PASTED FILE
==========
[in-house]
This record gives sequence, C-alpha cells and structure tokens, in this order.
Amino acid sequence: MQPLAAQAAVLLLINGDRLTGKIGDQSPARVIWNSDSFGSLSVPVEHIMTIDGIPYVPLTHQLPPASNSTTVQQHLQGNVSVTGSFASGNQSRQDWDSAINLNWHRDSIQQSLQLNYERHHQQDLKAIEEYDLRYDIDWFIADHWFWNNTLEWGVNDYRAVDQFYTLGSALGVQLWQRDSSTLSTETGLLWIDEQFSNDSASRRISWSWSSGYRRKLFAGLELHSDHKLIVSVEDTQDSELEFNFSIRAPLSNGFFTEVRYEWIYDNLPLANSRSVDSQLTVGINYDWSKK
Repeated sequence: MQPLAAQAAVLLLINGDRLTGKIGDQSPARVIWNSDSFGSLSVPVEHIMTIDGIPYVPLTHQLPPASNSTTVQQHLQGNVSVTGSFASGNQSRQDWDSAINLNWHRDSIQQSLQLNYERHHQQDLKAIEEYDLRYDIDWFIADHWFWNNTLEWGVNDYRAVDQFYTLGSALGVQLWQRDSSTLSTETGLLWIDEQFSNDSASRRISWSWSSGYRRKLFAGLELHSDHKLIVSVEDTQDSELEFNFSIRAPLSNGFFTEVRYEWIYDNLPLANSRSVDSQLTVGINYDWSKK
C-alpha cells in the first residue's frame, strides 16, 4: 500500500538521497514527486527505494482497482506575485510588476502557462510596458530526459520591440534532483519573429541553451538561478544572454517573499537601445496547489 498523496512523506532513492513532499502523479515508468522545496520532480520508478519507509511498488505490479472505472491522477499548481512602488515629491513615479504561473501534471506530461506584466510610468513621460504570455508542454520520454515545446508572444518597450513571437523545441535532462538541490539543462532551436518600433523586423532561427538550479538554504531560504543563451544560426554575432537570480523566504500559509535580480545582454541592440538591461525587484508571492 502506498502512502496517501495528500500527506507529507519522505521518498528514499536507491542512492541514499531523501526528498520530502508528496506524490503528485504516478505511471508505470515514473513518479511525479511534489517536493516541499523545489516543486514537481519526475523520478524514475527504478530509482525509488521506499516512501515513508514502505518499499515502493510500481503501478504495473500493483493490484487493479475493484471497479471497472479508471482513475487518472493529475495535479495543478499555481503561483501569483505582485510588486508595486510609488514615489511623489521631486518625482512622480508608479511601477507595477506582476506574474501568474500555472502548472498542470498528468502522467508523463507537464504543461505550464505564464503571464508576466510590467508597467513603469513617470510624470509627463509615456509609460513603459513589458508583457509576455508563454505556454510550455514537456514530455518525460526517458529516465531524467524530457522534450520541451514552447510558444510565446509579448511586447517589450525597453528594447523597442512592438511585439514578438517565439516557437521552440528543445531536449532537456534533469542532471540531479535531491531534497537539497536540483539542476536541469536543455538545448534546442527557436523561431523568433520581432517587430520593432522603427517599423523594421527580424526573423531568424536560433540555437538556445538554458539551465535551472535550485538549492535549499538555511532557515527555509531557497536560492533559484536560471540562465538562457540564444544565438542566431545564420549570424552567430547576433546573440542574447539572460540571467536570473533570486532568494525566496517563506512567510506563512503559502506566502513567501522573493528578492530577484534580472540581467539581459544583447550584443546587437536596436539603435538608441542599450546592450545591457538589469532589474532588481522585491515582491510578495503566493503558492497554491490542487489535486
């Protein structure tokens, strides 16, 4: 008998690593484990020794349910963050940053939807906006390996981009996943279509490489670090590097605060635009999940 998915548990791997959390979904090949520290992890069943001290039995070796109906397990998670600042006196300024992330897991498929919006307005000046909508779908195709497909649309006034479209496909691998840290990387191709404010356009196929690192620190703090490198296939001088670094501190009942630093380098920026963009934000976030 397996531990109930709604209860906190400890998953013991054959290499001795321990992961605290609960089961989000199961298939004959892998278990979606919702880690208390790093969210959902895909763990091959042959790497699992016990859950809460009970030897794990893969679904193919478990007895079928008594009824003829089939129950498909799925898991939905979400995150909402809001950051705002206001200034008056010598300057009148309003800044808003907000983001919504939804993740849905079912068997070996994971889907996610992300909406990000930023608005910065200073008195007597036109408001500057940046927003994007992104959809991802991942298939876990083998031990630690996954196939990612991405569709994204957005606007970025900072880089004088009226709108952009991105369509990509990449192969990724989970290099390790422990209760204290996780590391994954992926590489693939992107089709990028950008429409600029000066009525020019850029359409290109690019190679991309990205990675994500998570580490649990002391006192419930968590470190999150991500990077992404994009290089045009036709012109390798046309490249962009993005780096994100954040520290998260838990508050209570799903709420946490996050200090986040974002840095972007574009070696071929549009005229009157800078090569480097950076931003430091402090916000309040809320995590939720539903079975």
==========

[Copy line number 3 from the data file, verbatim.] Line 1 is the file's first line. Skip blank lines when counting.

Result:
Amino acid sequence: MQPLAAQAAVLLLINGDRLTGKIGDQSPARVIWNSDSFGSLSVPVEHIMTIDGIPYVPLTHQLPPASNSTTVQQHLQGNVSVTGSFASGNQSRQDWDSAINLNWHRDSIQQSLQLNYERHHQQDLKAIEEYDLRYDIDWFIADHWFWNNTLEWGVNDYRAVDQFYTLGSALGVQLWQRDSSTLSTETGLLWIDEQFSNDSASRRISWSWSSGYRRKLFAGLELHSDHKLIVSVEDTQDSELEFNFSIRAPLSNGFFTEVRYEWIYDNLPLANSRSVDSQLTVGINYDWSKK